Economic Conditions

  • The dollar's path of least resistance is up.

    Major Currencies still Losing to the Dollar

    The combination of the rebounding US job growth and gains in the S&P 500 to near record levels before the weekend is helping boost the US dollar against the major currencies, while the emerging market currencies are mixed.  In addition, indications that Japan will put together another fiscal stimulus package and the Bank of England may cut rates late this week are helping global equities. 

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  • Investors are finding fewer places to turn in today's hostile environment.

    Investment Choices continue to Narrow

    Investors are under siege.  A growing proportion of bonds in Europe and Japan offer negative yields.  The German and Japanese curves are negative out 15-years, while one cannot find a positive yield among any tenor of Swiss government bonds.  Despite a string of robust data, US Treasury coupon yields are at record lows.

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  • The dollar had a good week, as did stocks and bonds.

    The Strong Dollar Surprises No One

    The US dollar had a good week.  It was helped by the strongest service ISM this year, with strong gains in forward-looking new orders component and an increase in export orders. Non-farm payrolls snapped back from a downwardly revised 11k jobs (-6k private sector) to 287k (265k private sector).

    It was the strongest employment gain in eight months.  In addition, as more bonds denominated in euro, yen, and Swiss francs offer negative nominal yields, an increasing part of the world's savings appear to be drawn to the positive returns of dollar-denominated paper.

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  • Country bailouts are actually exercises in making creditors whole.

    Making Creditors Whole is not Fixing a Country's Economic Crisis

    The conventional narrative has it backward.  It worries about the threats to stability emanating from the periphery in Europe.  Policymakers, investors, and economists still refer to the "Greek, Irish, Portugal and Cyprus' bailouts.  The biggest threats do not come from the periphery but the core.  The peripheral countries were not bailed out, the official and many private sector creditors were made whole. 

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  • Brexit anxiety has pushed bond yields to fresh lows.

    Low Bond Yields Highlight Lingering Investor Anxiety

    What a difference a few days make.  Many saw last week's equity market advance a sign that Brexit anxiety was overdone.  However, quarter-end position adjustments appear to have been misread.  Equity markets are falling now. Bond yields in the US, Japan, and Germany, are at new record lows.  Japan's 20-year bond yield briefly dipped below zero for the first time. 

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  • Global events while US markets were closed.

    Tuesday Morning Quarterback

    Monday, while Americans were celebrating the original Brexit, the US dollar drifted lower.  The Australian dollar fully recovered from electoral uncertainty drop to finish about 0.5% higher.  Asian and emerging market equities rallied, but Europe faltered.  The MSCI Asia-Pacific Index gained 0.8% to extend the advancing streak to a fourth session.  MSCI Emerging Market equity index extended its streak to five sessions by rising 0.5%.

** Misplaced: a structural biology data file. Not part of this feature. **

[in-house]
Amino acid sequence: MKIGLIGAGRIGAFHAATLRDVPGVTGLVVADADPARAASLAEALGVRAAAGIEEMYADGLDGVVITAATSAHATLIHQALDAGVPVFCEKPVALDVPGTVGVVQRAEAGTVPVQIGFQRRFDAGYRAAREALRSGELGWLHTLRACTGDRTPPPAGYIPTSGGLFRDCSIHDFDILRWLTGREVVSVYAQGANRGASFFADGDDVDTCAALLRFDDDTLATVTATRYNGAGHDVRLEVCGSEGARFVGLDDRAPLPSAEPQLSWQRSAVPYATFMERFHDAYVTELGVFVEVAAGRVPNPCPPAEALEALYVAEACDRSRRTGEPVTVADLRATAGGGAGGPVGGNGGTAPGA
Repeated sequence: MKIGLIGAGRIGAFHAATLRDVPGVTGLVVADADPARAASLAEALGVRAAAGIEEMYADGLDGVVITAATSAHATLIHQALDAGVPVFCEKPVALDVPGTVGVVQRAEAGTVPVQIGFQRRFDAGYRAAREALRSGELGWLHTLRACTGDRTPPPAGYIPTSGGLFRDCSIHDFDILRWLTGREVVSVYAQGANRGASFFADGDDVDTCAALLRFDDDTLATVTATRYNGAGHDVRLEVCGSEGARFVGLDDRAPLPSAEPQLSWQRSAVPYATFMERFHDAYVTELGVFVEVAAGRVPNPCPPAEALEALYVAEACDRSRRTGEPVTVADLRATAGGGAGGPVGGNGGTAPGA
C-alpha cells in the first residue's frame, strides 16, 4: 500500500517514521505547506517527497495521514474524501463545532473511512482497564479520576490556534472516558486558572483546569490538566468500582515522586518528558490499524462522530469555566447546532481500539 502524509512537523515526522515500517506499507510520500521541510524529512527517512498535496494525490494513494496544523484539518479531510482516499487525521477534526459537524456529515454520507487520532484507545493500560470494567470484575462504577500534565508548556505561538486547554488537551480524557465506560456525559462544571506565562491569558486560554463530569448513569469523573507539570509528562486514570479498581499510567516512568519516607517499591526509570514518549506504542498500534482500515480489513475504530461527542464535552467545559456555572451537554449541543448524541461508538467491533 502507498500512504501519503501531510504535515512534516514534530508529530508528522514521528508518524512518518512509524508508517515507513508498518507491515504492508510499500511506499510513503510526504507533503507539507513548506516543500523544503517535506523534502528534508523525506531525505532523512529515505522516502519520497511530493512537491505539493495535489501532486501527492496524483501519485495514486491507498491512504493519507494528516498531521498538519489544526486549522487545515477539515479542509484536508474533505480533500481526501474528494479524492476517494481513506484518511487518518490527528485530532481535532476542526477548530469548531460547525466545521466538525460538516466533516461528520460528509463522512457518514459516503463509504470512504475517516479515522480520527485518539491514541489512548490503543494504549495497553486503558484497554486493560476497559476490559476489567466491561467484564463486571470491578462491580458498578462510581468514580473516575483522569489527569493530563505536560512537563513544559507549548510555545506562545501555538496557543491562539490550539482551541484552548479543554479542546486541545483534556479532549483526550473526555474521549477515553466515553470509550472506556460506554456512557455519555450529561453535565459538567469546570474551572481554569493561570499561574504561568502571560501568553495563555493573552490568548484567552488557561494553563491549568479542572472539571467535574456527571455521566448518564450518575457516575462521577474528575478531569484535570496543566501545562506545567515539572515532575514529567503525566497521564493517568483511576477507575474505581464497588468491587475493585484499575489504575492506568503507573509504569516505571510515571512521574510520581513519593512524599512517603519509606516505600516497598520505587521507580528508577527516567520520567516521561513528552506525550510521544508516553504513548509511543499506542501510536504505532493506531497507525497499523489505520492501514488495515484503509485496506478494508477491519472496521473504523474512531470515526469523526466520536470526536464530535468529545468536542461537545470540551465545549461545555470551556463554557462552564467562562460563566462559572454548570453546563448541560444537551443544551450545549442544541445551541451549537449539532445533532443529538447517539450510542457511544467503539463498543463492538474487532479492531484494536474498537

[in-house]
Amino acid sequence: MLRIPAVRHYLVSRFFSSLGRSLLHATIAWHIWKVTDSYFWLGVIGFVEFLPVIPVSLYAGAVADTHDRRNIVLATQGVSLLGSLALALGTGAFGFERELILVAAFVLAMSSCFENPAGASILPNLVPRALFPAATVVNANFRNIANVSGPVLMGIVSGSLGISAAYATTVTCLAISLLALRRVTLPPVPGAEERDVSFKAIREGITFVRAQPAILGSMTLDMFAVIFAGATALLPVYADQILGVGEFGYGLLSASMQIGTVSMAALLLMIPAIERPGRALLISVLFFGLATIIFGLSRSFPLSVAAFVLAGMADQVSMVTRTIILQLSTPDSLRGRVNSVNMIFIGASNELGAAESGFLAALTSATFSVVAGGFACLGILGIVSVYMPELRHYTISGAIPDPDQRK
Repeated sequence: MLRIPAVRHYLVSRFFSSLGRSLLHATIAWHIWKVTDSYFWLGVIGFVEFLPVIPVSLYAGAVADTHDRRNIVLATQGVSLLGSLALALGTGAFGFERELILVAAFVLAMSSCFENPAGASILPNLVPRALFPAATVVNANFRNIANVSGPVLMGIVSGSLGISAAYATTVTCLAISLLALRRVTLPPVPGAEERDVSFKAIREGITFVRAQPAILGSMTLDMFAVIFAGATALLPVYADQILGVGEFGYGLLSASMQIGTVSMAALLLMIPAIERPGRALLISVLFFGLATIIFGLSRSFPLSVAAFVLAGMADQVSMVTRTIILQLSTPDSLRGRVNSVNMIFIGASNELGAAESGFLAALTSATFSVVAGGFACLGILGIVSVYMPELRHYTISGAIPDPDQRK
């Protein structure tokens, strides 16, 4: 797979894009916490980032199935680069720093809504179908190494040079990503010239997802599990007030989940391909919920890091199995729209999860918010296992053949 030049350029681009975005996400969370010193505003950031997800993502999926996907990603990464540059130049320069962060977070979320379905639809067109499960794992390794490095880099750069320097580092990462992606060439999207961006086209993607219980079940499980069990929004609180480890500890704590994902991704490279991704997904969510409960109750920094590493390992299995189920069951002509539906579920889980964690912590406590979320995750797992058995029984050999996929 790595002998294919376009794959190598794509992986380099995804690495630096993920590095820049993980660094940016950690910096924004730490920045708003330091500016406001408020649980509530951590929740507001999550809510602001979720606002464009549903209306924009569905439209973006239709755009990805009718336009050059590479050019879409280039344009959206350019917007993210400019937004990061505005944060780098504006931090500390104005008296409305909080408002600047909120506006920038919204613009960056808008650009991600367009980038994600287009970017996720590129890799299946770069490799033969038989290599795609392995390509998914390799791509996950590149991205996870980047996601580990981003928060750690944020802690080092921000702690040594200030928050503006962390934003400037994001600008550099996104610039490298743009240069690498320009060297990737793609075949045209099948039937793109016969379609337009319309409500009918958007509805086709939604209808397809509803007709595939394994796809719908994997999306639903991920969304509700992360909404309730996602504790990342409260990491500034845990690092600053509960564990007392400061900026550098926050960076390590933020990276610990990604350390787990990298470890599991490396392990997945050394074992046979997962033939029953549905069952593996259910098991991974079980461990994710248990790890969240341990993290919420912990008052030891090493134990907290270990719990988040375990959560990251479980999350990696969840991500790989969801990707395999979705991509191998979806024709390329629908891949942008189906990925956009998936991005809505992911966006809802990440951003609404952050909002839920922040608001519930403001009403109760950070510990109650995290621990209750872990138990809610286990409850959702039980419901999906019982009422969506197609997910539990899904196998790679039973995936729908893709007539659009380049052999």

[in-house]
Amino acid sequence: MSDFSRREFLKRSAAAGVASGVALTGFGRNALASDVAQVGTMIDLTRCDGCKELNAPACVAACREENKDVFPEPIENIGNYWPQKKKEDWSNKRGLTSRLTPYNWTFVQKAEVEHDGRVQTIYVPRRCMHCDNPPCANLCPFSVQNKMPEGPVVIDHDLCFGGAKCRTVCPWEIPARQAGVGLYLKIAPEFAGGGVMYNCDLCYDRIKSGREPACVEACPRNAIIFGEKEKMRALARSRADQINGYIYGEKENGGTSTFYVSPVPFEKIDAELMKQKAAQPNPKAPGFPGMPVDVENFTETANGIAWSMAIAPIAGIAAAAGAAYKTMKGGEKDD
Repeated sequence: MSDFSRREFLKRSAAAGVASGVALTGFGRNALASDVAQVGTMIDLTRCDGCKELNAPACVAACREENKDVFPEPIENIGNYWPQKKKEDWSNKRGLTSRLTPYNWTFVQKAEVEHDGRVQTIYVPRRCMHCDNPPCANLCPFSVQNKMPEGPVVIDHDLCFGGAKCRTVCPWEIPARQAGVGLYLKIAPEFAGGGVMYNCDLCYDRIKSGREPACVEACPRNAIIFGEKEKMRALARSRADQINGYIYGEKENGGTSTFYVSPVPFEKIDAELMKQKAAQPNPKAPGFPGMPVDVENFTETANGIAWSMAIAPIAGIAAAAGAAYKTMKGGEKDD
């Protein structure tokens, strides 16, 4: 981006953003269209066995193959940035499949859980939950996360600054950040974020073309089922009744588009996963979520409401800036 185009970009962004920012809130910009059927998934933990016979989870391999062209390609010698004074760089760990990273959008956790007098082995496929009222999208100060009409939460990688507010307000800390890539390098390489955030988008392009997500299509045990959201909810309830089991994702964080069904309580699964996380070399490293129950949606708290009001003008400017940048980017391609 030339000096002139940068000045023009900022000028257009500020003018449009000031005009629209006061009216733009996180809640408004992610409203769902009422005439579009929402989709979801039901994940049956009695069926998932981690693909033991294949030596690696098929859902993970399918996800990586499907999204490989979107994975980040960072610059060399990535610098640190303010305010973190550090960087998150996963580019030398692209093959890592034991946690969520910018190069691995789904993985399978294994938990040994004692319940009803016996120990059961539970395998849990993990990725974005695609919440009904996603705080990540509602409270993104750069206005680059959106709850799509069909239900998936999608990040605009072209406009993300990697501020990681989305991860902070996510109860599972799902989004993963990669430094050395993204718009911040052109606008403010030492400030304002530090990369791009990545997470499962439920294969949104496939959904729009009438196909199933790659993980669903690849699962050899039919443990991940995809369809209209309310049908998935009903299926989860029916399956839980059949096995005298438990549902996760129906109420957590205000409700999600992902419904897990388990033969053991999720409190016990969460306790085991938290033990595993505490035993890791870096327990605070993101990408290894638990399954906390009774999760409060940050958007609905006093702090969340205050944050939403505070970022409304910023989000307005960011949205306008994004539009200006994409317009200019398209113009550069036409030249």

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  • The UK dominoes are already falling after the Brexit.

    That was Quick...UK already Losing Influence

    There have been two developments that are shaping investment climate.  The first was the dramatic rally in equity markets last week, with many recovering nearly all that was lost on the Brexit wobble.  The second was clear indications that the UK will not begin the formal divorce proceedings in the coming months. 

    That had seemed likely when Cameron said he would leave it to his successor.  However, the leading Tory candidates are suggesting that Article 50 will not be invoked this year.

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  • Last week's Brexit-based market reaction was expected to be worse.

    Flag Patterns for the Dollar and Euro seem Fitting

    The US dollar turned in a mixed performance in the week after the UK decision to leave the EU.  There was an acute market reaction for a couple of days, but the disruption to the financial system was not major.

    Officials and investors feared worse. The initial line of defense, central bank swap lines were barely used. The Bank of Japan was the only central bank to draw on the Fed's lines, and even then, the amount was inconsequential ($2 million).

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  • The markets need a few days off.

    Market Participants Welcome the Weekend

    The US dollar is little changed ahead of what will likely be a thin North American session due to the US holiday on Monday.   The Australian and New Zealand dollars are attracting flows, ostensibly as a place to park funds, even though tomorrow's Australian election looks a dead heat.   

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  • There is more Brexit market reaction to come, and it's probably worse.

    A Durable Low...Not Yet

    After plummeting 18.6 cents, mostly in a few hours after it became clear that the Brexit would carry the day, sterling has rallied four cents from the low set on Monday.  We recognized that the magnitude of the drop left sterling technically over-extended, but we caution against suggestions that the worst is behind us and that a durable low is in place. 

    This week's high so far was recorded on Monday around $1.3565. Today's high has stopped short of this, and beyond it is last week's close near $1.3680. 

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